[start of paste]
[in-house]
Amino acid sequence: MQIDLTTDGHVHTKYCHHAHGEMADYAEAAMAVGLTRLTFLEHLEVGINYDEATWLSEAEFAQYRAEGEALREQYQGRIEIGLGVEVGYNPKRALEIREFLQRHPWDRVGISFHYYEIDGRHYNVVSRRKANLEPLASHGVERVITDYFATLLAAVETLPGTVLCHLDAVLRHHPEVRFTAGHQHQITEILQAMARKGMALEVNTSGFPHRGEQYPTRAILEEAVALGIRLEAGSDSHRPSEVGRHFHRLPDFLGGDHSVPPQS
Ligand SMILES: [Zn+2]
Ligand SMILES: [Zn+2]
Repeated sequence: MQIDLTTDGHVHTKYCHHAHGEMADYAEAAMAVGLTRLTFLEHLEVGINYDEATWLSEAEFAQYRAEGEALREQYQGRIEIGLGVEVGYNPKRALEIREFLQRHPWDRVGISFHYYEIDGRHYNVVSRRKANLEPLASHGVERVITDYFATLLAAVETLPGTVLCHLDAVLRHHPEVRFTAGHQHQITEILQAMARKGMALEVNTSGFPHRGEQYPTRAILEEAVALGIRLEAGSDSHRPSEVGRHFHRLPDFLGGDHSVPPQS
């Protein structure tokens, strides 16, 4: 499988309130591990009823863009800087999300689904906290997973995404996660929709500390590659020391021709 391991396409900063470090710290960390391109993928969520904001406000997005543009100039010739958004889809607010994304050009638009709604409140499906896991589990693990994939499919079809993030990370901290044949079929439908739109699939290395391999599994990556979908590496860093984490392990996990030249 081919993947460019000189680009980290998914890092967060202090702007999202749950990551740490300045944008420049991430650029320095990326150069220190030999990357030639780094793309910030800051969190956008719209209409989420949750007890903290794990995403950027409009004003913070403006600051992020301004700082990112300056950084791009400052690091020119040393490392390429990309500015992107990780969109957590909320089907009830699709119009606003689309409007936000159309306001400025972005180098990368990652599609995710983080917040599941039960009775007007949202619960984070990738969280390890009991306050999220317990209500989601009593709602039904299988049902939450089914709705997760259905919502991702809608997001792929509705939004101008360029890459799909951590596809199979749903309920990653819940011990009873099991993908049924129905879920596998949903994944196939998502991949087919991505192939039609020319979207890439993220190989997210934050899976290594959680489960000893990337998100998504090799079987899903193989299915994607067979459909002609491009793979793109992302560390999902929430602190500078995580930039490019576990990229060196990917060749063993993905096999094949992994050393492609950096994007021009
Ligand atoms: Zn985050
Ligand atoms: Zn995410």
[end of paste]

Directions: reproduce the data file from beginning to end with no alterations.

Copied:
[in-house]
Amino acid sequence: MQIDLTTDGHVHTKYCHHAHGEMADYAEAAMAVGLTRLTFLEHLEVGINYDEATWLSEAEFAQYRAEGEALREQYQGRIEIGLGVEVGYNPKRALEIREFLQRHPWDRVGISFHYYEIDGRHYNVVSRRKANLEPLASHGVERVITDYFATLLAAVETLPGTVLCHLDAVLRHHPEVRFTAGHQHQITEILQAMARKGMALEVNTSGFPHRGEQYPTRAILEEAVALGIRLEAGSDSHRPSEVGRHFHRLPDFLGGDHSVPPQS
Ligand SMILES: [Zn+2]
Ligand SMILES: [Zn+2]
Repeated sequence: MQIDLTTDGHVHTKYCHHAHGEMADYAEAAMAVGLTRLTFLEHLEVGINYDEATWLSEAEFAQYRAEGEALREQYQGRIEIGLGVEVGYNPKRALEIREFLQRHPWDRVGISFHYYEIDGRHYNVVSRRKANLEPLASHGVERVITDYFATLLAAVETLPGTVLCHLDAVLRHHPEVRFTAGHQHQITEILQAMARKGMALEVNTSGFPHRGEQYPTRAILEEAVALGIRLEAGSDSHRPSEVGRHFHRLPDFLGGDHSVPPQS
């Protein structure tokens, strides 16, 4: 499988309130591990009823863009800087999300689904906290997973995404996660929709500390590659020391021709 391991396409900063470090710290960390391109993928969520904001406000997005543009100039010739958004889809607010994304050009638009709604409140499906896991589990693990994939499919079809993030990370901290044949079929439908739109699939290395391999599994990556979908590496860093984490392990996990030249 081919993947460019000189680009980290998914890092967060202090702007999202749950990551740490300045944008420049991430650029320095990326150069220190030999990357030639780094793309910030800051969190956008719209209409989420949750007890903290794990995403950027409009004003913070403006600051992020301004700082990112300056950084791009400052690091020119040393490392390429990309500015992107990780969109957590909320089907009830699709119009606003689309409007936000159309306001400025972005180098990368990652599609995710983080917040599941039960009775007007949202619960984070990738969280390890009991306050999220317990209500989601009593709602039904299988049902939450089914709705997760259905919502991702809608997001792929509705939004101008360029890459799909951590596809199979749903309920990653819940011990009873099991993908049924129905879920596998949903994944196939998502991949087919991505192939039609020319979207890439993220190989997210934050899976290594959680489960000893990337998100998504090799079987899903193989299915994607067979459909002609491009793979793109992302560390999902929430602190500078995580930039490019576990990229060196990917060749063993993905096999094949992994050393492609950096994007021009
Ligand atoms: Zn985050
Ligand atoms: Zn995410």